“During this period, the bid winner should be given a free hand to manage, restructure and position the organisation for a Public Private Partnership or partial privatisation. The management company will provide compensations and adjustments for all collaterals,” he said.
John Ojikutu, security expert and former military commandant at the Murtala Muhammed International Airport, Lagos told BusinessDay that the minister could demand for the master plan or the survey of the airports only for their Concessions and the development of their Security.
“Any other need for the request should not be for commercial reasons which may result to personal or another ‘conflict of interest’.
“I have repeatedly said that all the Federal Airports must be given out for concessions especially the non Aeronautical services. Each of the five international airport must go into the concessions with four domestic airports. None of the 21 airports should be left alone without going for concession.
“The only way to make the airports viable is to privatise them into concessions with the viable ones. Government can not continue to keep or sustain any airport with the scarce revenues from other social services. All the non Aeronautical services of all the airports must go for public concessions,” Ojikutu said.
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He said the airport’s aeronautical services must be improved to accommodate traffic beyond 1800 hours and up to 2200 hours daily.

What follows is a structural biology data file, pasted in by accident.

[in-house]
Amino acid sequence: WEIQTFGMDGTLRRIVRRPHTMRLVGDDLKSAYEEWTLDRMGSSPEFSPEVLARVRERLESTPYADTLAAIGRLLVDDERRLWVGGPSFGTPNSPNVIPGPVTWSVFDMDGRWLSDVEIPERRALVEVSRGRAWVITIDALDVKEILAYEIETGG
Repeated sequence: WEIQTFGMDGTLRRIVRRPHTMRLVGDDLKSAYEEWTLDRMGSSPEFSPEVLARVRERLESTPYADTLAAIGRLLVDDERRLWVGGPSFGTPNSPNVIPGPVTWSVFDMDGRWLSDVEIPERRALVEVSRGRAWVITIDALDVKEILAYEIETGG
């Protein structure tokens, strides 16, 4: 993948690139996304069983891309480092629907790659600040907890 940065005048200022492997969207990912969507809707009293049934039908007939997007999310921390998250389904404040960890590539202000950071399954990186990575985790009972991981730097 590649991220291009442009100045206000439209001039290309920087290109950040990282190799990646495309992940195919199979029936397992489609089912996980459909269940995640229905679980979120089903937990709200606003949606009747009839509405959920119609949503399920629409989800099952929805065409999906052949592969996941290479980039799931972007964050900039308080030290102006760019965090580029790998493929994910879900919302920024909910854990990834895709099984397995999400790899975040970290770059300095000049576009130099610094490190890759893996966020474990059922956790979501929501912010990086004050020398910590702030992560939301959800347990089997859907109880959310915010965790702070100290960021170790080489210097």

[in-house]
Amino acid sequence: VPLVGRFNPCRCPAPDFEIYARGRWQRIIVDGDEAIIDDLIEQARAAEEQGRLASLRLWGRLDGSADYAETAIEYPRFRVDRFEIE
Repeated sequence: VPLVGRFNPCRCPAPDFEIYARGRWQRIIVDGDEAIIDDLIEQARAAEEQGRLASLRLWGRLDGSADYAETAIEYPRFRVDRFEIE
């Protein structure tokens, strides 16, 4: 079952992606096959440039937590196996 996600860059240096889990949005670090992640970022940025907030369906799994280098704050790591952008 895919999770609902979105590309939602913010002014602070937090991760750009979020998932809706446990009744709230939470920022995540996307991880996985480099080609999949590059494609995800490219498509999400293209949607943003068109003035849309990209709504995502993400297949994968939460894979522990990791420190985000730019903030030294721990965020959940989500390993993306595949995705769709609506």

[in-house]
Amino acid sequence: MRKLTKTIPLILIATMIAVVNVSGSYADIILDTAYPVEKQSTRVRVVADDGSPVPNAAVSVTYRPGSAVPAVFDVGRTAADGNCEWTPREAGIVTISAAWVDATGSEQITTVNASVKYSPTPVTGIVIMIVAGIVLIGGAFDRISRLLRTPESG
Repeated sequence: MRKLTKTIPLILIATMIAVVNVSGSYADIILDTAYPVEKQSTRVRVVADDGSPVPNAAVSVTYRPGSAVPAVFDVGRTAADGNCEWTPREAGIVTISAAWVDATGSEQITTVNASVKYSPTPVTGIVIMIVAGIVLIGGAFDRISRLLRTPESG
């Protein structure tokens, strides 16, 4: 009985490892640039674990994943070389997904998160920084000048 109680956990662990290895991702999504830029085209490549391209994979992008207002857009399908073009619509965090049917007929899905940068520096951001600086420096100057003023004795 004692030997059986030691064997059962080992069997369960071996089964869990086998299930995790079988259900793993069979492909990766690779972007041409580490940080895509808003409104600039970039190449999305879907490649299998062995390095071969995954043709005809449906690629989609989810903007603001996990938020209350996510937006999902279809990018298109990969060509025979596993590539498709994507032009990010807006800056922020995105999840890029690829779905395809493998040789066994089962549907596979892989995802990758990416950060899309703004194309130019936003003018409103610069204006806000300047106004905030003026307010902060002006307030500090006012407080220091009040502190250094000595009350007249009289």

He advised Keyamo to concede all the airports’ non-aeronautical services and face the safety and security services squarely and the oversight and enforcement of their regulations.
“Governments globally do not have business in the commercial services in aviation except for safety and security regulations, oversights and enforcement,” Ojikutu said.
Seyi Adewale, the chief executive officer of Mainstream Cargo Limited, said if the development of the other domestic airports is not included in the masterplan, the Ministry has a great opportunity to expand the scope and get knowledgeable people as consultants, especially those with requisite expertise in airport privatization, concession, and commercialization.
“Allow the domestic airlines to bid for it and turn it into their hub and incentivise them for same. Airlines are already moving their main hub out of these five international airports.
“Developing the commercial arm of an airport is a long-term investment or project. It needs the involvement of state governments, airlines, concessionaires, tourism experts, media and large corporations. It’s the strategic mix of these groups that, in the long term, will birth viable airports. It needs a deliberate and dogged approach,” Adewale said….CONTINUE READING HERE